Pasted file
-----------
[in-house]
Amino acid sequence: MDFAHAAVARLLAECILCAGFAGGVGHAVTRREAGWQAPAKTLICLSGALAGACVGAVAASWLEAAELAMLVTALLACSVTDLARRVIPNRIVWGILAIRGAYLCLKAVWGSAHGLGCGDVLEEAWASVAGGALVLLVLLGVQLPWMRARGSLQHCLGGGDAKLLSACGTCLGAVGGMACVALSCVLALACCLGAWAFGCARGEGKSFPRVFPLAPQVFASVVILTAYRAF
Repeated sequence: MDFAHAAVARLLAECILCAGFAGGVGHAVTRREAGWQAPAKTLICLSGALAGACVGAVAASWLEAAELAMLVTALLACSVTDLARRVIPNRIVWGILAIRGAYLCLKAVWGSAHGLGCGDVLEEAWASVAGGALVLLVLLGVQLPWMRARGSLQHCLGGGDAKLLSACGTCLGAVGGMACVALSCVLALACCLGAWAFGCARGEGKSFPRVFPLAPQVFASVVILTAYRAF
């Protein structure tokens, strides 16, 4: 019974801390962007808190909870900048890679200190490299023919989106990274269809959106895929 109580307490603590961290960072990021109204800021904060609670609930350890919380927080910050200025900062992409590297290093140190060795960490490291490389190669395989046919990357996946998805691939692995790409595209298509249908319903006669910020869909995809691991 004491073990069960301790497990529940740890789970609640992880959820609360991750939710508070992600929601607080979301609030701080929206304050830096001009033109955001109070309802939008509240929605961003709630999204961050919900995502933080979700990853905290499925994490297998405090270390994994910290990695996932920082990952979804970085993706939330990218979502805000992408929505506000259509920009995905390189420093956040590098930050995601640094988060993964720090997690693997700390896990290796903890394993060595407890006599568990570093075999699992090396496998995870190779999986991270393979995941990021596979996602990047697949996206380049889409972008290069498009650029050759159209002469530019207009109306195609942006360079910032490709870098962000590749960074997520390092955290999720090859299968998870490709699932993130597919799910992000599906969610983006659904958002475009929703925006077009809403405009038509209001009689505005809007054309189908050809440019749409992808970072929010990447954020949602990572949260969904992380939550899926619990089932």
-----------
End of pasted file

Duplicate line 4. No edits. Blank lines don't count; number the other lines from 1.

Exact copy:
């Protein structure tokens, strides 16, 4: 019974801390962007808190909870900048890679200190490299023919989106990274269809959106895929 109580307490603590961290960072990021109204800021904060609670609930350890919380927080910050200025900062992409590297290093140190060795960490490291490389190669395989046919990357996946998805691939692995790409595209298509249908319903006669910020869909995809691991 004491073990069960301790497990529940740890789970609640992880959820609360991750939710508070992600929601607080979301609030701080929206304050830096001009033109955001109070309802939008509240929605961003709630999204961050919900995502933080979700990853905290499925994490297998405090270390994994910290990695996932920082990952979804970085993706939330990218979502805000992408929505506000259509920009995905390189420093956040590098930050995601640094988060993964720090997690693997700390896990290796903890394993060595407890006599568990570093075999699992090396496998995870190779999986991270393979995941990021596979996602990047697949996206380049889409972008290069498009650029050759159209002469530019207009109306195609942006360079910032490709870098962000590749960074997520390092955290999720090859299968998870490709699932993130597919799910992000599906969610983006659904958002475009929703925006077009809403405009038509209001009689505005809007054309189908050809440019749409992808970072929010990447954020949602990572949260969904992380939550899926619990089932």